• Kylie of “Yeah Imma Eat That” (how can you not love that name), published an article titled “My Food Photography Setup” that has a few items she’s gathered over the years, and explains what she has found works best for her.


Aerial/Overhead Shooting

After looking through 1,000’s of food photography images, it’s clear that the overhead shot is something you must be able to do, but how do you do it?




Section 2: Lighting




LIGHTING. I’m pretty sure it deserves all caps. It seems that important because it is always highlighted as the main tip to shoot good food photography. I can  feel the whole food photography community screaming USE NATURAL LIGHT at me right now actually.


Generally, most articles you’ll read online say you should live and die by natural light. However, some people believe that artificial light can be as good if you do it the right way. Whatever your preference, you’ll learn plenty about both below, including how to set up artificial lights for cheap and how to get the perfect “dark and moody” shot.”  


Natural light


  • Mandi from Making Nice In The Midwest published a great article on the topic titled “Lighting Tips & Tricks For Bloggers & Photographers”. Mandi goes into full detail about her personal set-up, and gives different photos to show the differences between natural and artificial lighting.


Artificial light


Unfortunately, Natural light isn’t always available. In these cases when there isn’t any natural light, you need to “create” the illusion of natural light through using artificial lighting. There are different ways to produce artificial lighting across many different price points, and the resources below will help you gain some perspective around cost and quality.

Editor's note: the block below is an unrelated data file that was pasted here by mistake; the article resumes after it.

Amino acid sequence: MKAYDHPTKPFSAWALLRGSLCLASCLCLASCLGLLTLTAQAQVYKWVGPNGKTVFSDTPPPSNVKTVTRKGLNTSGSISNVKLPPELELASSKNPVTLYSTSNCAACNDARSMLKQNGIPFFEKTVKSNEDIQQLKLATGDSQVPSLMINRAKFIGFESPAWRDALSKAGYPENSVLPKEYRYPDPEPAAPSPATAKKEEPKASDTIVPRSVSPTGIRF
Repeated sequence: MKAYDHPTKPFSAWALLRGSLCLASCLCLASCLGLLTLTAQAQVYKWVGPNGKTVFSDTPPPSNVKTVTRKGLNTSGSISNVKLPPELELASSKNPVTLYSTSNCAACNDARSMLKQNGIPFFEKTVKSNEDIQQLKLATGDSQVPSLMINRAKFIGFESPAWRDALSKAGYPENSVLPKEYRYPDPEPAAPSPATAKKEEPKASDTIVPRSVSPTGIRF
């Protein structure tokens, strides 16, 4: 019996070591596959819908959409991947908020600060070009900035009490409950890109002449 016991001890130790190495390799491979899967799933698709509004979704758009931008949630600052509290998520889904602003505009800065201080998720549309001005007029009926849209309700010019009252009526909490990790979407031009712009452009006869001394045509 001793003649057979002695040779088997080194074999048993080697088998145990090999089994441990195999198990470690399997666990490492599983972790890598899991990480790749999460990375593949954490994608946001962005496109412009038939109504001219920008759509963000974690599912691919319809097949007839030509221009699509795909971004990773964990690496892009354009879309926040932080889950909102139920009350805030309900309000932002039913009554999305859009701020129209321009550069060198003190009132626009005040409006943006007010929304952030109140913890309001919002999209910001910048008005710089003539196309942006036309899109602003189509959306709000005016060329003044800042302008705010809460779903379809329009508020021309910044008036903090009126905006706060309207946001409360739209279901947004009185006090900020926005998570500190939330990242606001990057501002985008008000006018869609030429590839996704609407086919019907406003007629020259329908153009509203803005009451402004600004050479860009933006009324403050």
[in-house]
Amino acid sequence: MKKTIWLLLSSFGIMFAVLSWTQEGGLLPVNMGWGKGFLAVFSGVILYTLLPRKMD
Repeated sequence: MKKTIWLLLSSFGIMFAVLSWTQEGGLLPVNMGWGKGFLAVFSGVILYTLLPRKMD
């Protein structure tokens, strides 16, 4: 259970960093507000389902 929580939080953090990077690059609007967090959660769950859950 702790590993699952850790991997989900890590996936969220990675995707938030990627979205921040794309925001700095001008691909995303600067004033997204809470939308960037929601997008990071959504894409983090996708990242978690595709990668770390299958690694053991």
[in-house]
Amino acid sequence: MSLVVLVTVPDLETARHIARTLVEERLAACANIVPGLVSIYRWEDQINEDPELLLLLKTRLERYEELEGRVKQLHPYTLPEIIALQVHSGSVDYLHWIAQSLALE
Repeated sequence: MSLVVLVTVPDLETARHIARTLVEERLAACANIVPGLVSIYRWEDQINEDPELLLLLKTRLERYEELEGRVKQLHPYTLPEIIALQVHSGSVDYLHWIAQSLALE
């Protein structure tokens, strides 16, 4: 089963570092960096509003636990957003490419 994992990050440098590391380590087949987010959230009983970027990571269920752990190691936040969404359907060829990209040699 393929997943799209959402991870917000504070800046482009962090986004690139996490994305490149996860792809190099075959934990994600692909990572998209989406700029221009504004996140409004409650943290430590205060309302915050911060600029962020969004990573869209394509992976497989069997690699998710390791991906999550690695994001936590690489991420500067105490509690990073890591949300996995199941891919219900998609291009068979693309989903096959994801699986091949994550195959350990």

• In this article, Lindsay from Pinch Of Yum breaks down how to use artificial light to shoot your food photography, and the equipment you need. Within the article are plenty of pictures and an easy to follow narrative to help you along the way.



  • Stephanie from Eat. Drink. Love. published this great post that covers using white reflectors, artificial lighting, & foam boards to help improve your photography.


  • In this article, Trisha from Eat Your Beets covers “Tips For Shooting Low Light Food Photography”. Not only does Trisha clearly show what she means by using images to explain, but she also goes into detail around topics like how to embrace shadows and find the proper light source.


Affordable artificial lighting

Save some bucks on artificial lights.



Lighting setup

How to create an inexpensive light box.





Dark and moody


“Dark & Moody” photography has a darker background and feel, which can really bring out the vibrant colors in some foods. It seems to be gaining popularity and is something that seems like most food photographers should have some level of familiarity with.



  • In this first article titled “A Trend We Love: Dark Food Photography”, Stacey from YuppieChef.com dsicusses why she likes dark food photography, the impact it makes, and gives some tips on how to shoot it.





Section 3: Manual settings



To get that exact look you’re aiming for in your food photography, you’ll have to use manual settings. Manual settings control a lot of different things, some being exposure, depth of field, and overall image quality. The tips below will help you transition into using these settings, and how to use them to achieve whatever look you’re aiming for.




How high quality can your image be?






Those photos with the background blurred perfectly, how you do that?!




  • If you’re more into visual learning, this YouTube video gives a good overview of what aperture and focus are as more of a demonstration.


Shutter Speed


How does it effect your photos?




  • One specific thing that can be achieved by using shutter speed correctly is capturing steam from hot food. I’ve always thought this effect looked so cool, and wanted to know how people get that look right. Luckily, Ashley from Edible Perspective has us covered with this tutorial.


White Balance